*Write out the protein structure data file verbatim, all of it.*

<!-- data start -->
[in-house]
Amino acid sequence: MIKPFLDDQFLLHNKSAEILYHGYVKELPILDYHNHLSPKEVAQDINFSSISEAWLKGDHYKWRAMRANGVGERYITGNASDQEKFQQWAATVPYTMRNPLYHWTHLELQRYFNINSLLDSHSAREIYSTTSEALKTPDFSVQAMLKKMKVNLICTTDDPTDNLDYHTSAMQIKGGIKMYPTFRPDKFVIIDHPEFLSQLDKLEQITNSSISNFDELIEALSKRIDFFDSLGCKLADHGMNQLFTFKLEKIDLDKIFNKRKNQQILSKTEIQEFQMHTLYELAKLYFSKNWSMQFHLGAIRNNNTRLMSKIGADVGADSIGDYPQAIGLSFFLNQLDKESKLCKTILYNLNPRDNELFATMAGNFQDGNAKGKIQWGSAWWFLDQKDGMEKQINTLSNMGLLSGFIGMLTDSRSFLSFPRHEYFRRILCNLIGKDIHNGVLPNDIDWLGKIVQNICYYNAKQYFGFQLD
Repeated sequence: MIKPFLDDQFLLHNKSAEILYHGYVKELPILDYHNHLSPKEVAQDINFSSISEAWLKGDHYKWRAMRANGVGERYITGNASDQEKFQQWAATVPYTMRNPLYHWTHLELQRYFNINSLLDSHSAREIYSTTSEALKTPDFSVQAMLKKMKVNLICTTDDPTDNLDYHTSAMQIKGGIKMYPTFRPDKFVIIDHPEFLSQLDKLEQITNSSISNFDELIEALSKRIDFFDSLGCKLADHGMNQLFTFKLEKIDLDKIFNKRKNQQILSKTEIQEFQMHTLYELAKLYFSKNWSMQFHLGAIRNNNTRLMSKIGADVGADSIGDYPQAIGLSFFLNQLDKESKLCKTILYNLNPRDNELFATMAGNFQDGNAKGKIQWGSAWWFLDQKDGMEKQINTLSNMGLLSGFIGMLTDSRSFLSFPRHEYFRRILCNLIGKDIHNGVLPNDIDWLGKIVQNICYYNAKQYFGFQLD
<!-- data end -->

[in-house]
Amino acid sequence: MIKPFLDDQFLLHNKSAEILYHGYVKELPILDYHNHLSPKEVAQDINFSSISEAWLKGDHYKWRAMRANGVGERYITGNASDQEKFQQWAATVPYTMRNPLYHWTHLELQRYFNINSLLDSHSAREIYSTTSEALKTPDFSVQAMLKKMKVNLICTTDDPTDNLDYHTSAMQIKGGIKMYPTFRPDKFVIIDHPEFLSQLDKLEQITNSSISNFDELIEALSKRIDFFDSLGCKLADHGMNQLFTFKLEKIDLDKIFNKRKNQQILSKTEIQEFQMHTLYELAKLYFSKNWSMQFHLGAIRNNNTRLMSKIGADVGADSIGDYPQAIGLSFFLNQLDKESKLCKTILYNLNPRDNELFATMAGNFQDGNAKGKIQWGSAWWFLDQKDGMEKQINTLSNMGLLSGFIGMLTDSRSFLSFPRHEYFRRILCNLIGKDIHNGVLPNDIDWLGKIVQNICYYNAKQYFGFQLD
Repeated sequence: MIKPFLDDQFLLHNKSAEILYHGYVKELPILDYHNHLSPKEVAQDINFSSISEAWLKGDHYKWRAMRANGVGERYITGNASDQEKFQQWAATVPYTMRNPLYHWTHLELQRYFNINSLLDSHSAREIYSTTSEALKTPDFSVQAMLKKMKVNLICTTDDPTDNLDYHTSAMQIKGGIKMYPTFRPDKFVIIDHPEFLSQLDKLEQITNSSISNFDELIEALSKRIDFFDSLGCKLADHGMNQLFTFKLEKIDLDKIFNKRKNQQILSKTEIQEFQMHTLYELAKLYFSKNWSMQFHLGAIRNNNTRLMSKIGADVGADSIGDYPQAIGLSFFLNQLDKESKLCKTILYNLNPRDNELFATMAGNFQDGNAKGKIQWGSAWWFLDQKDGMEKQINTLSNMGLLSGFIGMLTDSRSFLSFPRHEYFRRILCNLIGKDIHNGVLPNDIDWLGKIVQNICYYNAKQYFGFQLD